Results: The framework thematic analysis revealed improvements in participants’ knowledge of and intake of the key elements of Mediterranean diet (fruit and vegetables, olive oil, fish, legumes), reduction in poor nutrition habits (soft drinks, energy drinks, take away meals), as well as the development of independent living skills, including culinary skills such as food preparation and cooking of simple recipes, food shopping and budgeting, healthy meal planning, and social interaction.
Conclusions: A Mediterranean diet-based intervention conducted in a community setting is feasible and achieved positive change in dietary behaviours associated with CVD prevention for participants with serious mental illnesses.
Association between Mediterranean diet adherence and mental health.
Cho J, Zarnowiecki D, Villani A, Wilson A, Bogomolova S, O’Dea K, Parletta N.
Journal of Nutrition and Intermediary Metabolism, 2014, 1:33
Background/Aims: Depression is a leading cause of disability-adjusted life years, and is predicted to be a top contributor to global burdens of disease by 2030. Emerging evidence suggests that a Mediterranean style diet may be beneficial for improving depression and mental health. The aim of this study was to investigate associations between Mediterranean diet adherence, mental health and quality of life in individuals with depression.
Methods: This study utilised baseline data for 82 adults aged 18-65 years with depression, recruited for a Mediterranean diet intervention. Mediterranean diet adherence was measured using a 14-item questionnaire. Mental health and quality of life were assessed using the Depression Anxiety Stress Scales (DASS), Positive and Negative Affect Scale (PANAS), and Adolescent Quality of Life (AQoL) questionnaire (8D-version). Differences in mental health and quality of life for Mediterranean diet adherence were tested using one-way ANOVA.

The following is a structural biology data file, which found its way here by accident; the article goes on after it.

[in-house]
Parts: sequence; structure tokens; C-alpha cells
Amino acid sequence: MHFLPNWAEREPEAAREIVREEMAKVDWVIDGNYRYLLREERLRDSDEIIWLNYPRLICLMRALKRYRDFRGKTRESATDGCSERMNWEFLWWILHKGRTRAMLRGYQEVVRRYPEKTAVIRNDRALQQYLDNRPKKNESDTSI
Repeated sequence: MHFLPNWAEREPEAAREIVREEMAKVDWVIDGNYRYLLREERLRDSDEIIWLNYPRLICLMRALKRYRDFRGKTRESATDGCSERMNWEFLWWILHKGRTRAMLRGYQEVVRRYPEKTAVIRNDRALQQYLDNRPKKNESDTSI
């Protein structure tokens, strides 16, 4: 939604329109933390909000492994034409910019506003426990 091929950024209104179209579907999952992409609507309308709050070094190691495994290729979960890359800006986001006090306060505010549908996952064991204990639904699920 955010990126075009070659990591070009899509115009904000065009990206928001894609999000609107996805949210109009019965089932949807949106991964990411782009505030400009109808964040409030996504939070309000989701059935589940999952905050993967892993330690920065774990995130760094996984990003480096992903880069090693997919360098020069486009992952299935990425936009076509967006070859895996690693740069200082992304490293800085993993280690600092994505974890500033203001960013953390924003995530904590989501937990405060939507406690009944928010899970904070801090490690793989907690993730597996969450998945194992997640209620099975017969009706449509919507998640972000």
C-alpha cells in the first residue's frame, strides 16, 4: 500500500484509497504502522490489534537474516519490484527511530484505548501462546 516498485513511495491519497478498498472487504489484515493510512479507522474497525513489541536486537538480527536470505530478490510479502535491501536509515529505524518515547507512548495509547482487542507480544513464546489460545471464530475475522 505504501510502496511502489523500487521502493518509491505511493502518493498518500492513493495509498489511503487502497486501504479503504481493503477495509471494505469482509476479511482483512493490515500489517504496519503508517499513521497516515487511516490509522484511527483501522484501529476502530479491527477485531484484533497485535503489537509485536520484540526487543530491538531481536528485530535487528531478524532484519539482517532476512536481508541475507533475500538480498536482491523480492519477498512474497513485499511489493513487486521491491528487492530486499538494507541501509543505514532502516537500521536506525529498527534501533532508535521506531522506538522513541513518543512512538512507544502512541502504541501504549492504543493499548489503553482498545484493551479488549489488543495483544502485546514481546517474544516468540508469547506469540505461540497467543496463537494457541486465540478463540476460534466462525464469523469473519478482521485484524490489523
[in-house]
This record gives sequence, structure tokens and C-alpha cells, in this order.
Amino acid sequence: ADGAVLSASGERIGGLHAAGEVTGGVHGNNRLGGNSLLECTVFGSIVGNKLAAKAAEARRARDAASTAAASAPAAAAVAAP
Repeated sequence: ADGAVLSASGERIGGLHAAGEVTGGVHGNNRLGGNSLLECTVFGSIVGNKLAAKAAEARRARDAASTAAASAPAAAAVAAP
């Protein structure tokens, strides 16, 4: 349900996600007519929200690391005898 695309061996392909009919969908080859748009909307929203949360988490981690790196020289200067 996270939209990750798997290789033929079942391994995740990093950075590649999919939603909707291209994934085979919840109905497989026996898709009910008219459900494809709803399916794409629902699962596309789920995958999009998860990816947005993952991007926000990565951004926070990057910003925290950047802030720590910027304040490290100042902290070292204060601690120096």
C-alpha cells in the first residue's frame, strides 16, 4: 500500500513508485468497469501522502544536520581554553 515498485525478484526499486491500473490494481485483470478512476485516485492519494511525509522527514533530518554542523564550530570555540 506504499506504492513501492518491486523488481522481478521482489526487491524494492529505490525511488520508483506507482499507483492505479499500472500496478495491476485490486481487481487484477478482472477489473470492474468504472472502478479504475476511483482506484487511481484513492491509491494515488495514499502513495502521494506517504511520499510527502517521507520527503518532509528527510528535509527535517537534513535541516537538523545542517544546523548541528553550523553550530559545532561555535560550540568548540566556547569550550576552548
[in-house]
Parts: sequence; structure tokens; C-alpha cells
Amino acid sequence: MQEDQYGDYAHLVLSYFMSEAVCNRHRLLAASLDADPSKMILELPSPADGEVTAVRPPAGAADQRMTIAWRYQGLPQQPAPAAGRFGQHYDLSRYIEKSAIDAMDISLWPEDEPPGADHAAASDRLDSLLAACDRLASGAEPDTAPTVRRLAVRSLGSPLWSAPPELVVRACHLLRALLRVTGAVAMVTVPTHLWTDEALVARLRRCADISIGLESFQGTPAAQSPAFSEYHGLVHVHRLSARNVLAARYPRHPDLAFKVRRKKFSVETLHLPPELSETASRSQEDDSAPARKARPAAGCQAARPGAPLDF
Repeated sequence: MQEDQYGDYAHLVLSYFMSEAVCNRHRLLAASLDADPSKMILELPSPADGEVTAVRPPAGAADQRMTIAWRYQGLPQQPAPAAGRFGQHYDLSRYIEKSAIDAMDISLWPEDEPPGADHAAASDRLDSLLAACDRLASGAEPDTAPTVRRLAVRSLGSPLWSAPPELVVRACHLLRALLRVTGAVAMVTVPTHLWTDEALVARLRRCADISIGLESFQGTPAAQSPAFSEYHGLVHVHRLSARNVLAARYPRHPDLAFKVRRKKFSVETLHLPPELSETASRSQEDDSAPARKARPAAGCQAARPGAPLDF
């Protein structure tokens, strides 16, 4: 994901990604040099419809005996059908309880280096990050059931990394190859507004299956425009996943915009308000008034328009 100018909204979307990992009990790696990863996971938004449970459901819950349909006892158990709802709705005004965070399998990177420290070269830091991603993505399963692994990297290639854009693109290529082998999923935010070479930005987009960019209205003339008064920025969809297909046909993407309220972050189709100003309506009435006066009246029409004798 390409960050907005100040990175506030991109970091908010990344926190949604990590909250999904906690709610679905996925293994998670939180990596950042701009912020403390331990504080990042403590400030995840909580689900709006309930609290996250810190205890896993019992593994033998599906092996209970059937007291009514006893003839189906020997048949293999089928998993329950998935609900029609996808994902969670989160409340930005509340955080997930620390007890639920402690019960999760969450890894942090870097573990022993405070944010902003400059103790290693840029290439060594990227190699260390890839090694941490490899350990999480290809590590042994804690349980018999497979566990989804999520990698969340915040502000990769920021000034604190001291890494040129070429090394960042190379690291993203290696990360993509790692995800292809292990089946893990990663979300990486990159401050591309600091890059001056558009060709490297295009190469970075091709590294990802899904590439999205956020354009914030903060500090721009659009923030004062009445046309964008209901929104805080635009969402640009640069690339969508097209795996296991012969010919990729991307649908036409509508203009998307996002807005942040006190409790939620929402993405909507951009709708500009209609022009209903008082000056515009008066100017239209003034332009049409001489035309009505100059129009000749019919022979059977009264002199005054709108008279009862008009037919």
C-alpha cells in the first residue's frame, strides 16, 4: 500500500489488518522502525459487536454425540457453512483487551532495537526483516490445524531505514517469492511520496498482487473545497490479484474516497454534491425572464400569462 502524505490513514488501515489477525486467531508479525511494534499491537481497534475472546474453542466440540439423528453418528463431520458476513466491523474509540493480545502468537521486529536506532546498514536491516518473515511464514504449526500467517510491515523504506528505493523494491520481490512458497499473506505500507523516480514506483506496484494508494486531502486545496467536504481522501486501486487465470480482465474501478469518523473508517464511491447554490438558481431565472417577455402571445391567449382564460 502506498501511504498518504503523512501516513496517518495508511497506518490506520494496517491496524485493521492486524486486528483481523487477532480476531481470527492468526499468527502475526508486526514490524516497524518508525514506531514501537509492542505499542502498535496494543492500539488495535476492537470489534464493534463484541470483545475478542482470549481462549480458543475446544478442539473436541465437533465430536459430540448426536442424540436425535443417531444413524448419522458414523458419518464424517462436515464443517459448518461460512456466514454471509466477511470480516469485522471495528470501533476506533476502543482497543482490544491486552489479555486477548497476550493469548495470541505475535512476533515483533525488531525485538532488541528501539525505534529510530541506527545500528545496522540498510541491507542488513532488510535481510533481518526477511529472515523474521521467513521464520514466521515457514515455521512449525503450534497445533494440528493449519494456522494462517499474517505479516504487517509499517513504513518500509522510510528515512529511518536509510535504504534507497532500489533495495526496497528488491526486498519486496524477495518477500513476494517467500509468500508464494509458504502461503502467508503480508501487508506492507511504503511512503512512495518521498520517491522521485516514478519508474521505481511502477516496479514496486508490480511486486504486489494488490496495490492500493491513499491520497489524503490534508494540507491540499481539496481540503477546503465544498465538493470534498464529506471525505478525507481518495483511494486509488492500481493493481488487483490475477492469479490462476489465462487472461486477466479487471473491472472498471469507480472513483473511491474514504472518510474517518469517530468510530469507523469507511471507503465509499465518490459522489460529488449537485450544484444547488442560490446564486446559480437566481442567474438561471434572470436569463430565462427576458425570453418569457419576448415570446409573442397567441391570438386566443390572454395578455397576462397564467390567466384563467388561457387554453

Results: Adherence to Mediterranean diet was low, with no participants having a high adherence, 29.6% moderate adherence, and 70.4% low adherence. Lower Mediterranean diet adherence was significantly associated with higher depression (8.08 vs. 12.09, p = 0.042) and anxiety scores (4.92 vs. 8.31, p = 0.014). Conversely, higher scores on the AQoL Happiness (50.78 vs. 34.94, p = 0.006), Coping (52.43 vs. 39.40, p = 0.020) and Mental Health scales (60.60 vs. 48.48, p = 0.005) were significantly associated with higher Mediterranean diet adherence.
Conclusions: This study found that low adherence to a Mediterranean diet was associated with poorer mental health outcomes. This proposes a target for dietary intervention to improve mental health. We are conducting a randomised controlled trial to investigate this.
Nutritional medicine as mainstream in psychiatry.
Sarris J, Logan AC, Akbaraly TN, Amminger GP, Balanza-Martinez V, Freeman MP, Hibbeln J, Matsuoka Y, Mischoulon D, Mizoue T, Nanri A, Nishi D, Ramsey D, Rucklidge JJ, Sanchez-Villegas A, Scholey A, Su K-P, Jacka JN, on behalf of the International Society for Nutritional Psychiatry Research. The Lancet, 2015, 2(3):271-274